Winter Storm Uri: A Disaster for Texas and its Economy

Weeks after a massive, treacherous winter storm resulting in power outages, burst pipes and food shortages, Texas struggles to recover.

Winter Storm Uri brought snow and frigid temperatures upon Texas from Feb. 13 until Feb. 17, leaving Texas with a difficult recovery. In some counties, temperatures fell below minus 15 degrees. 

Record-low temperatures caused the state’s electric grid to lose control of the power supply and ultimately fail. Millions of people were left for days without access to electricity and heat, stuck in cold homes and facing water and food shortages.

Long lines wrapped around blocks as people were waiting to enter supermarkets. Many grocery stores were closed or couldn’t restock because of the storm, causing food shortages. (Source: New York Post)

Many Texans and officials were quick to question the cause of these power outages and demanded accountability for the disaster. Due to the increased use of heat in homes during the frigid temperatures, the power grid was unable to withstand the demand for electricity. 

However, the Electric Reliability Council of Texas, controlling 90 percent of the power grid in Texas, was unprepared for this massive, disastrous event. During winters, and in this winter particularly, the ERCOT had difficulty obtaining natural gas, the resource that the grid relies on the most. Frozen wind turbines also made it increasingly difficult to obtain energy. Because Texas operates on its own power grid, no measures were set in place by the federal government to prevent the grid from failing or force preparedness for events like these.

ERCOT controls 90 percent of the power grid in Texas. (Source: Texas Comptroller-

Regardless of these obstacles, ERCOT prioritized getting Texans their power back at an efficient speed. Over 4 million households reported that they lost power during the beginning of the storm. In less than a week, reported outages were decreased to approximately 537,000 homes and offices. The ERCOT accomplished the feat by encouraging people to reserve their power and purchasing additional wind, solar and thermal energy outputs.

“We should be able to restore some customers this afternoon due to the additional wind & solar output, & additional thermal generation that has told us they expect to become available,” ERCOT tweeted. “But the amount we restore will depend on how much generation is actually able to come online.”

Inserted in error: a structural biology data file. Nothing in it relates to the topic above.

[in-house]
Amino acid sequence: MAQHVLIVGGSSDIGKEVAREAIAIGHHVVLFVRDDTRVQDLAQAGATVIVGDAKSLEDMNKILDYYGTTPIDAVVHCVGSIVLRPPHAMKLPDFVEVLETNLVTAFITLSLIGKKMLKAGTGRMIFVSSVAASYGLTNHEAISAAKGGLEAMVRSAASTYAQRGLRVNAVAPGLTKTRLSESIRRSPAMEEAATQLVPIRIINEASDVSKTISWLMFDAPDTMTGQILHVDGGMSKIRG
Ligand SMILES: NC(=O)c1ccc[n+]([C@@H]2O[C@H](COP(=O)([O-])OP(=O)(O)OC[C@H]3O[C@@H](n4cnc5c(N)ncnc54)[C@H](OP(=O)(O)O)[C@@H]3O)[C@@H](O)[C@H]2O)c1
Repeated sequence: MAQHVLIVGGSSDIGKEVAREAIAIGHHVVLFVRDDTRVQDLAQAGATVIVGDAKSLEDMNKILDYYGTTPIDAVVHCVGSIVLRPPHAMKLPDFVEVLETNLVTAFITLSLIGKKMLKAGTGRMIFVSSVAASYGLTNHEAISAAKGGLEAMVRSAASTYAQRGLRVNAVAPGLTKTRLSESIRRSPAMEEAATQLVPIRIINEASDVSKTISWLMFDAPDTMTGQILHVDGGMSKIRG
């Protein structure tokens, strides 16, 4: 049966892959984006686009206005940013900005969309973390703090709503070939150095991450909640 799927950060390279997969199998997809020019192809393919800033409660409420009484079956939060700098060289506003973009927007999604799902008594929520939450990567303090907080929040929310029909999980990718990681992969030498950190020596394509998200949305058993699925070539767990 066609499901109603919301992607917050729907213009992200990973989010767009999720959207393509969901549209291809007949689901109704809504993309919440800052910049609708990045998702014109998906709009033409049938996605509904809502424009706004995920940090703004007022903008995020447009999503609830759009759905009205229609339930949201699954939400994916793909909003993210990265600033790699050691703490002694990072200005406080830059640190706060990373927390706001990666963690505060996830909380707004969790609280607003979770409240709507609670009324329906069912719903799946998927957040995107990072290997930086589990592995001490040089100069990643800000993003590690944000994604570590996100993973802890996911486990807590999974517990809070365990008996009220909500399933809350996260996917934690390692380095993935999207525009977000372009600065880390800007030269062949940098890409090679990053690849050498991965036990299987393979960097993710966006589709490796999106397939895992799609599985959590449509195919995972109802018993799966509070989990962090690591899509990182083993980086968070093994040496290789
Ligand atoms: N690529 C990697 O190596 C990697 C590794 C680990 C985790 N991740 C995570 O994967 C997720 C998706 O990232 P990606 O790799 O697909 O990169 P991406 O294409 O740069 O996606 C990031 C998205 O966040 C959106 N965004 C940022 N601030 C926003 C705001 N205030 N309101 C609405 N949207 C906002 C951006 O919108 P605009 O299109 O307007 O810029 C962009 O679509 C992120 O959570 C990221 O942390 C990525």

Though seemingly ideal at the time, the actions taken to restore power to Texans by the ERCOT are now seeing financial consequences in Texas’ electricity market. According to ERCOT, $2.12 billion, about 17% of the total amount owed from last week, has not been paid by electrical retailers yet. A further issue arises with the  ERCOT having paid $800 million in revenue to power plant operators, but now owing $1.32 billion, due to the lack of funds having been paid back by electrical retailers. 

Another problem on the horizon is if some retailers aren’t able to pay, it’s unclear how the debt will be paid to the generators,” ERCOT Chief Executive Officer Bill Magness said. “The agency is currently trying to determine how many won’t be able to pay so it can come up with an answer.”

Struggling to recover, the ERCOT has come up with possible solutions to address their financial concerns. One proposal suggests that if the participants are unable to pay what they owe, they can split the cost that’s owed to the generators with other electricity companies and retailers. However, this could be taxing on some retailers that are already struggling financially.

Along with these concerns, ERCOT is also being subjected to multiple lawsuits. One from Denton, a city in Texas that their power costs went sky high during the storm, argues that the additional payments were “an illegal and unconstitutional raid by [ERCOT] on the credit of cities that operate electric utilities.”

The first page of Denton’s lawsuit against ERCOT. (Source: Denton Record Chronicle)

These financial concerns that the ERCOT faces have yet to be resolved and addressed. Regardless, the repairs of all the damage from Storm Uri are estimated to be extremely costly and time-consuming.